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Everyone wants a baby with some meaning to them—whether it's picking a name from within the family, a name that has a cool definition, or even a name they've loved since they were naming their baby dolls. But for some people, a good baby name is one chosen from a favorite movie, TV show, book—or even the name of a favorite actress or author.

That explains the meteoric rise of the baby name Luke after George Lucas's Star Wars hit movie theaters in the late 1970s. And of course, Twilight probably helped Jacob and Isabella rise to the top of the baby naming charts. But what about some more offbeat names that are more clearly associated with certain pop culture creations—names like Katniss or Cinna from the Hunger Games, or Sansa or Tyrion from Game of Thrones? Would you consider choosing something that so clearly delineates you as a fan of Lord of the Rings or Star Wars—even if your son or daughter may not quite share your passion when they get bigger?

Here are a few names that I'm thinking might catch on (but haven't quite yet) from some of the most popular pop culture phenomena in the past decade—would you consider any of these for your child?

Arwen Lord of the Rings fans might consider this name, which was used for the Elf princess who forsakes her Elven heritage after falling in love with the human Aragorn. (When he's played by Viggo Mortensen, who wouldn't?) Arwen is a Welsh name that means "noble lady."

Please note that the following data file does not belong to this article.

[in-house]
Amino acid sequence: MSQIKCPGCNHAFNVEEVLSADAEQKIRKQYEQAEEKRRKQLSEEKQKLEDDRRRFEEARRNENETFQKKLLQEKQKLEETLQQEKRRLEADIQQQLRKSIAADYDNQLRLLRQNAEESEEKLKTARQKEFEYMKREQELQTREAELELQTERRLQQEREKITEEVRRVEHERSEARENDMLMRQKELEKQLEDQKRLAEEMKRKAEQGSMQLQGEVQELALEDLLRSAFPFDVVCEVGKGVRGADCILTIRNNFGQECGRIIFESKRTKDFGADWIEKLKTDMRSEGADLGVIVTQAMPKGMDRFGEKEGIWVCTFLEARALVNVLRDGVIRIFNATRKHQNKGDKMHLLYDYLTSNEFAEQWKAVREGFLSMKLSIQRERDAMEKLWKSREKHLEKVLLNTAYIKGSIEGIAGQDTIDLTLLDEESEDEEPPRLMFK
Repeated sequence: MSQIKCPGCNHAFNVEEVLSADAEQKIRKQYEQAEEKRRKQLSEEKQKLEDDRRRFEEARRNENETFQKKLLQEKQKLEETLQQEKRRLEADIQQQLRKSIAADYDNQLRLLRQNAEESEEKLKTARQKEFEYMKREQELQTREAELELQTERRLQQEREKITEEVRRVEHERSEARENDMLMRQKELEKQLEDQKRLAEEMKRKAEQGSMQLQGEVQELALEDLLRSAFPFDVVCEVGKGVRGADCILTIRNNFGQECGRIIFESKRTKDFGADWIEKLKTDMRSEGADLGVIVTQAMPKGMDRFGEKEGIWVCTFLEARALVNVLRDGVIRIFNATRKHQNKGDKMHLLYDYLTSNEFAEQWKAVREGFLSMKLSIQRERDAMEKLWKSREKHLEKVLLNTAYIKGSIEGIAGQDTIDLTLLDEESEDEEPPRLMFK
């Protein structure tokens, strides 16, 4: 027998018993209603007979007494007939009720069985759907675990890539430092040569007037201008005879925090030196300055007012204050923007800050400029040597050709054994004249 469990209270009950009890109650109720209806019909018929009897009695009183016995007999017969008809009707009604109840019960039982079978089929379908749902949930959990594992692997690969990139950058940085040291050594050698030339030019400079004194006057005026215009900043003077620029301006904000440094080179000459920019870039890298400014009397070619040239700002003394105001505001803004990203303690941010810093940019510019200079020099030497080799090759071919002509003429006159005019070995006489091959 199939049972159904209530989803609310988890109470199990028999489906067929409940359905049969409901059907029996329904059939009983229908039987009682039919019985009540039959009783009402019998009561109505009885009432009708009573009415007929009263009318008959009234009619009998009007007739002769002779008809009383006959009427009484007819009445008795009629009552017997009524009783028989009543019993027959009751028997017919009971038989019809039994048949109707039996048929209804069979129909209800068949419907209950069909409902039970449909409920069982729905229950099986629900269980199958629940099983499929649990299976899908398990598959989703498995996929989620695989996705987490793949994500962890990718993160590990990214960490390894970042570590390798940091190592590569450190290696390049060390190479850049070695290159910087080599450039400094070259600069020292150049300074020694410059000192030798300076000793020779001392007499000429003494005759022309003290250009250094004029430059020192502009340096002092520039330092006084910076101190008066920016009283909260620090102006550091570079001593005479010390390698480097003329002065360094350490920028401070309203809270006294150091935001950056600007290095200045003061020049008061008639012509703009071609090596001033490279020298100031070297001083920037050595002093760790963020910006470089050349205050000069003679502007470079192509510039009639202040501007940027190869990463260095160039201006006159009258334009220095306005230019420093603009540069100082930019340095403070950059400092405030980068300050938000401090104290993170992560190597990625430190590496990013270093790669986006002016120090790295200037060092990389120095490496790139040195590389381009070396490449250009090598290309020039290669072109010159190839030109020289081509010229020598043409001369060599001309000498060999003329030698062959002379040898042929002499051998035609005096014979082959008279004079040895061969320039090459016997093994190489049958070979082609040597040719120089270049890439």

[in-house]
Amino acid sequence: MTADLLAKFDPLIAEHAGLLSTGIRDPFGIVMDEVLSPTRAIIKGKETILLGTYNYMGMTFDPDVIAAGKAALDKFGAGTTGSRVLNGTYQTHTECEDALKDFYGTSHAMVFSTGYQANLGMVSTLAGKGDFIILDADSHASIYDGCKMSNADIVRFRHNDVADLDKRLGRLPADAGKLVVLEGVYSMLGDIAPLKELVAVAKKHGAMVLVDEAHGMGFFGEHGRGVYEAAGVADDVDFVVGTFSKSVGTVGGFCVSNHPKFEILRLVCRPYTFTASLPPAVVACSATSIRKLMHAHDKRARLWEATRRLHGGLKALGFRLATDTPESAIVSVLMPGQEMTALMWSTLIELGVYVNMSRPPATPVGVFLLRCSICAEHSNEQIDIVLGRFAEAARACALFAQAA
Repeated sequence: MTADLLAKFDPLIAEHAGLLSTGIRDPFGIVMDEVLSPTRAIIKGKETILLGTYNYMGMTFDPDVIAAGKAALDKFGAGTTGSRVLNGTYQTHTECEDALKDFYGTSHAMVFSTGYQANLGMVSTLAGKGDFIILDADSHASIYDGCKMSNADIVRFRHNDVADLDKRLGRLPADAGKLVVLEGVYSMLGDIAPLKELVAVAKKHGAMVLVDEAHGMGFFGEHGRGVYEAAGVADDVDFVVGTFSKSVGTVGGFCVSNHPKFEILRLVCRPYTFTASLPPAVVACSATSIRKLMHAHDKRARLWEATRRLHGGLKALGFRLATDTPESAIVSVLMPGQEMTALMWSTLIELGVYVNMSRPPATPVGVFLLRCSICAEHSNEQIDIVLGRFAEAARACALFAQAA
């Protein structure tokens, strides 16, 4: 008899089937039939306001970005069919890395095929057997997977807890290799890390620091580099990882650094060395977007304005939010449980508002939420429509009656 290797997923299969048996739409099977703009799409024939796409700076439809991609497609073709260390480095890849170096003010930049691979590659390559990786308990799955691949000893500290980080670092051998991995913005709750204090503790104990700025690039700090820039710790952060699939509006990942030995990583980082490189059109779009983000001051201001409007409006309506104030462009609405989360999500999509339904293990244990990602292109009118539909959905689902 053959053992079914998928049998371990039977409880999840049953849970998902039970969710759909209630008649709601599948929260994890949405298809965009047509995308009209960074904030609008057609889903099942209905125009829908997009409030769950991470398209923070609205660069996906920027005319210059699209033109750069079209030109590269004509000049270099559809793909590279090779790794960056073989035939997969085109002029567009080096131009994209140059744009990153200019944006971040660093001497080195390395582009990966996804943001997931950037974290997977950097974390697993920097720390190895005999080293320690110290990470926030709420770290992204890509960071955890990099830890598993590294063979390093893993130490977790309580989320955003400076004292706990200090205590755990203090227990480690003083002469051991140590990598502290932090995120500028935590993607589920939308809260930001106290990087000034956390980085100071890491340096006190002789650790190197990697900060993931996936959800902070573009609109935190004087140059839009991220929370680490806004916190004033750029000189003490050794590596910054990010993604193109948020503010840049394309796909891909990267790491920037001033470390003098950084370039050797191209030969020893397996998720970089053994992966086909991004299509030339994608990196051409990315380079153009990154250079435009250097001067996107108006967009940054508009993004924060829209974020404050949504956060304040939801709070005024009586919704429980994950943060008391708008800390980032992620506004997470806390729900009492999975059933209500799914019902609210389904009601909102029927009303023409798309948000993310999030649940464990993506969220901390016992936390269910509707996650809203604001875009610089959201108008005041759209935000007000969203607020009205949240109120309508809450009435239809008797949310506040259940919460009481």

Arya The bold and brash younger daughter of the Stark family from Game of Thrones sports a Sanskrit name that means noble. I'm thinking it's going to become immensely popular over the next few years, as the name has jumped nearly 200 spots on the top U.S. baby names list in the last year alone.

Daryl Sure, it's a common enough name among the middle-aged set right now, but this name fell off the top 1000 baby names list earlier this century. Expect badass zombie survivor Daryl Dixon from the Walking Dead to bring this name back from...well...the dead. (I think Dixon itself may also be a contender for an offbeat surname name!)

Hermione Now that Harry Potter ensured that everyone knows how to pronounce it, expect this classic Greek name, which means "messenger," to start climbing the charts.

Katniss I'll be surprised if this offbeat nature name, chosen for the heroine of the ultrapopular Hunger Games, doesn't make the top 1000 baby names within the next year or two.

Remus Greco-Roman names for boys have become red hot, which may help Remus—the mythological, raised-by-wolves co-founder of Rome, and the heroic werewolf-wizard from Harry Potter—fall into favor.

Sookie Sookie's billed as a nickname for Susan—and as the fairy-blooded waitress in the steamy supernatural soap opera True Blood, she's giving this offbeat nickname moniker a fresh new life.

Theon A nice alternative to the typical Theodore, Theon is a Greek name that means "godly," and comes from the Game of Thrones, where it's used for the rebellious former ward of the Stark family, who decides to rejoin his birth family and battle the Starks for control of the country.

Thorin Found in Lord of the Rings, this leader of the dwarves is a variant on Thor, the Norse god of Thunder.

Image: Harry Potter cover by catwalker /